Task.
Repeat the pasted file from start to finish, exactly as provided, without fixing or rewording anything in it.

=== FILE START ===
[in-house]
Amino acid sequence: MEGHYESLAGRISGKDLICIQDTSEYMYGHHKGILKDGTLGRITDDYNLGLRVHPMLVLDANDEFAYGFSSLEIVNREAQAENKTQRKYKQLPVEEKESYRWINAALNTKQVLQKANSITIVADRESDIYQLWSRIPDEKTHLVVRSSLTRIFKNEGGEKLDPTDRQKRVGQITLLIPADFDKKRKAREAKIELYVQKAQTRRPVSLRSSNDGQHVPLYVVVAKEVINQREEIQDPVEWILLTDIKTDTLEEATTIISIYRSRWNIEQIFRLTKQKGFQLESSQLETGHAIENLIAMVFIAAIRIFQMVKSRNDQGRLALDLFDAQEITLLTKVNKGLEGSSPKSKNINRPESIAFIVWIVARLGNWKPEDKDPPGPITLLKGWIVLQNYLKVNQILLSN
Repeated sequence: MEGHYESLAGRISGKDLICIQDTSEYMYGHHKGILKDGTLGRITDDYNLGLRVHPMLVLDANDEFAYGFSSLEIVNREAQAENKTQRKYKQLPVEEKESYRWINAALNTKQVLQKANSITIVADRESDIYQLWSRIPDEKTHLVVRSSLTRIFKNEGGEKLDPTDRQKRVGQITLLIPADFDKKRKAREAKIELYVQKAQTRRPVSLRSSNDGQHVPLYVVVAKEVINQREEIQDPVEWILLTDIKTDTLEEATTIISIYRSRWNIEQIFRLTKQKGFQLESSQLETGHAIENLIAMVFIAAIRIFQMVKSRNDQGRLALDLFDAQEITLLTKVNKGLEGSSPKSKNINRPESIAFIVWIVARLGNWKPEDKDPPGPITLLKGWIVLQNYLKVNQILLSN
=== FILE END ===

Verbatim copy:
[in-house]
Amino acid sequence: MEGHYESLAGRISGKDLICIQDTSEYMYGHHKGILKDGTLGRITDDYNLGLRVHPMLVLDANDEFAYGFSSLEIVNREAQAENKTQRKYKQLPVEEKESYRWINAALNTKQVLQKANSITIVADRESDIYQLWSRIPDEKTHLVVRSSLTRIFKNEGGEKLDPTDRQKRVGQITLLIPADFDKKRKAREAKIELYVQKAQTRRPVSLRSSNDGQHVPLYVVVAKEVINQREEIQDPVEWILLTDIKTDTLEEATTIISIYRSRWNIEQIFRLTKQKGFQLESSQLETGHAIENLIAMVFIAAIRIFQMVKSRNDQGRLALDLFDAQEITLLTKVNKGLEGSSPKSKNINRPESIAFIVWIVARLGNWKPEDKDPPGPITLLKGWIVLQNYLKVNQILLSN
Repeated sequence: MEGHYESLAGRISGKDLICIQDTSEYMYGHHKGILKDGTLGRITDDYNLGLRVHPMLVLDANDEFAYGFSSLEIVNREAQAENKTQRKYKQLPVEEKESYRWINAALNTKQVLQKANSITIVADRESDIYQLWSRIPDEKTHLVVRSSLTRIFKNEGGEKLDPTDRQKRVGQITLLIPADFDKKRKAREAKIELYVQKAQTRRPVSLRSSNDGQHVPLYVVVAKEVINQREEIQDPVEWILLTDIKTDTLEEATTIISIYRSRWNIEQIFRLTKQKGFQLESSQLETGHAIENLIAMVFIAAIRIFQMVKSRNDQGRLALDLFDAQEITLLTKVNKGLEGSSPKSKNINRPESIAFIVWIVARLGNWKPEDKDPPGPITLLKGWIVLQNYLKVNQILLSN